As human population grows, more and more demands are being placed on the coastal and ocean environment. Over half of the World’s human population currently lives at the coast, a figure that is projected to rise to 70% by 2020. Historically human use of the ocean was largely in the realm of fisheries or transport but today one can find other industries operating in the ocean such as oil and aggregate extraction as well as recreational use. In an increasingly crowded ocean and coastal environment, conflict between users becomes more common place. What is more, our understanding of how seemingly separate activities inland can have an impact on ocean and coastal environments. The traditional single-sector management approach is no longer sufficient. Today local communities, nongovernmental organizations, private industry, and all levels of government play a role in managing human use of the oceans and the coast. The need for integrated forms of management is widely recognised and can be seen in international law and agreements, such as the United Nations Convention on the Law of the Sea, and the Convention for Biological Diversity.
Integrated management attempts to blend social, economic, and environmental needs for the long-term sustainable use of the coast and oceans, to maintain biological diversity and essential ecological processes, and to reduce risks to users and the environment. The exact implementation of integrated management varies greatly from one place to the next. The exact implementation of integrated management varies greatly from one place to the next. Some approaches may stretch far inland to include features such as marshes, others may include the regional seas. However the boundaries of management are defined, integrated management needs to take into account a number of variables, such as the physical characteristics of the coast/ocean, the legal system of the area, the structure of governance, and the role of stakeholder. Despite these differences, integrated management systems tend to have some commonalities. It is an ongoing process, and a participatory process in which industry, government, and communities are involved in shaping human use of the coast and ocean…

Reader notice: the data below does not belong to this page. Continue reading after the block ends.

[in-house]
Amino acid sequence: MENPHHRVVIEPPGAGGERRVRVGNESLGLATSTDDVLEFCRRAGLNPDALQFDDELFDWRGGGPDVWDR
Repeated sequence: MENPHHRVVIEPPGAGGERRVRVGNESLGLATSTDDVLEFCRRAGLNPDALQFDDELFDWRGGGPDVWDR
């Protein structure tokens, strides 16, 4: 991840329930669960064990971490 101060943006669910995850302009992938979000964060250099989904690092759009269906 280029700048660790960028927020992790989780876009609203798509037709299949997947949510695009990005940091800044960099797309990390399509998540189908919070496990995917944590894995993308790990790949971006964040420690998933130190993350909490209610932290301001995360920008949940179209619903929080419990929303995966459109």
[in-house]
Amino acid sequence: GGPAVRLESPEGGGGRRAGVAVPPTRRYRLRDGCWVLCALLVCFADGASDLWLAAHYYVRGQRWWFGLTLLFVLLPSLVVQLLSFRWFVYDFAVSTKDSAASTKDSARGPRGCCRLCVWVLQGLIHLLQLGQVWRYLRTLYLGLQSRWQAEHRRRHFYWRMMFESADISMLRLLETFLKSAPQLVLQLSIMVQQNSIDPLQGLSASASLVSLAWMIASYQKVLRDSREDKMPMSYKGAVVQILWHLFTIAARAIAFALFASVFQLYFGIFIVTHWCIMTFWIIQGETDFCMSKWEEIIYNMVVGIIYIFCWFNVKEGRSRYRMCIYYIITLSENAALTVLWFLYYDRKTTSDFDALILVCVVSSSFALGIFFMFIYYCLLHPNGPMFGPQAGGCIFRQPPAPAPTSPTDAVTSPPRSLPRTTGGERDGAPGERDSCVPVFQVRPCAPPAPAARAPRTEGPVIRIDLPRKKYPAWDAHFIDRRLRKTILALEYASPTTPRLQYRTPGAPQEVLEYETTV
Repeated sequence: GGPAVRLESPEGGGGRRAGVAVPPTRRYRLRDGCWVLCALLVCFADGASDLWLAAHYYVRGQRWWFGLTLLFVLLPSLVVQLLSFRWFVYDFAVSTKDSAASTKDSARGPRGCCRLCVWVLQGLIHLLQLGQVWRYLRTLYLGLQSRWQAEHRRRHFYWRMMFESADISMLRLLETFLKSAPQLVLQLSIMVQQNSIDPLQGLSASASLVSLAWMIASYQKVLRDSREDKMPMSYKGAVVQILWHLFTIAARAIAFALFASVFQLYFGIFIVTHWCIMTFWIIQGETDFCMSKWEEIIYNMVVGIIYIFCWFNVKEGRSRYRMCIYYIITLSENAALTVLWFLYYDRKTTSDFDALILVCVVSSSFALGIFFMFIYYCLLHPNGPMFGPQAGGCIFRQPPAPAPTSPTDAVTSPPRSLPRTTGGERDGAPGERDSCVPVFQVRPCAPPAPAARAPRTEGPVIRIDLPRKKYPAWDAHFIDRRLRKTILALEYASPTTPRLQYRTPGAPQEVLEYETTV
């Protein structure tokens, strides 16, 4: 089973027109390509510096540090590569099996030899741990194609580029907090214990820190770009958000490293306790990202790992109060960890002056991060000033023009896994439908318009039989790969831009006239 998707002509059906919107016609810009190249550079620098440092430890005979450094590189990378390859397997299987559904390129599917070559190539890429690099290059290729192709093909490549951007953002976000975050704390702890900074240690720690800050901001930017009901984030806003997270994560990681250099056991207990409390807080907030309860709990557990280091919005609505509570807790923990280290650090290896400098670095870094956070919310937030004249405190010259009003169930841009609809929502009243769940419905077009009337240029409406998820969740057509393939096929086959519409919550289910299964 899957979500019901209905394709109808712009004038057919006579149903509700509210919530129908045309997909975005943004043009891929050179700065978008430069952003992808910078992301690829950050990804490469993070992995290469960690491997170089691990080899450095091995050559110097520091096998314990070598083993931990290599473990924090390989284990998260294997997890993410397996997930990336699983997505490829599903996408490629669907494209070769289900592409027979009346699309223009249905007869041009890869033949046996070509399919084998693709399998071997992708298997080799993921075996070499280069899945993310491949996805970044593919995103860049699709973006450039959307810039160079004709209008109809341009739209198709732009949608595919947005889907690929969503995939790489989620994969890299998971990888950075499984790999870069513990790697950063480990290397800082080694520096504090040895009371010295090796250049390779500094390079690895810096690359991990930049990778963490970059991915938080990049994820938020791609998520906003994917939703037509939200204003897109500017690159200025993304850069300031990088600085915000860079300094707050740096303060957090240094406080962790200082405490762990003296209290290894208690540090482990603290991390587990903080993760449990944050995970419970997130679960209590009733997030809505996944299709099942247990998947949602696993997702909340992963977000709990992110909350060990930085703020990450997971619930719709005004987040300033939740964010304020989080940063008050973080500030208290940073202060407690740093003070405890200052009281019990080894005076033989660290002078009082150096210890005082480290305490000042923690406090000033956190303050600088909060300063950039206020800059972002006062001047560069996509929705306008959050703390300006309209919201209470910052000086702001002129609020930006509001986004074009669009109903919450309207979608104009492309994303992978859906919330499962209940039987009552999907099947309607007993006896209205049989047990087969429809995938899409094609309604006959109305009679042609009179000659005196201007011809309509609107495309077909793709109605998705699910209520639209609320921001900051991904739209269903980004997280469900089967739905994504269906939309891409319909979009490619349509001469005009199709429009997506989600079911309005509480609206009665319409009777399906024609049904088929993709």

The full article was published in – and can be read in – The Marine Professional, a publication of the Institute of Marine Engineering, Science & Technology (IMarEST).
Image: Chale Island – Indian Ocean – Diani Beach – Kenya. Credit The Sands Kenya/Flickr (CC BY-NC 2.0)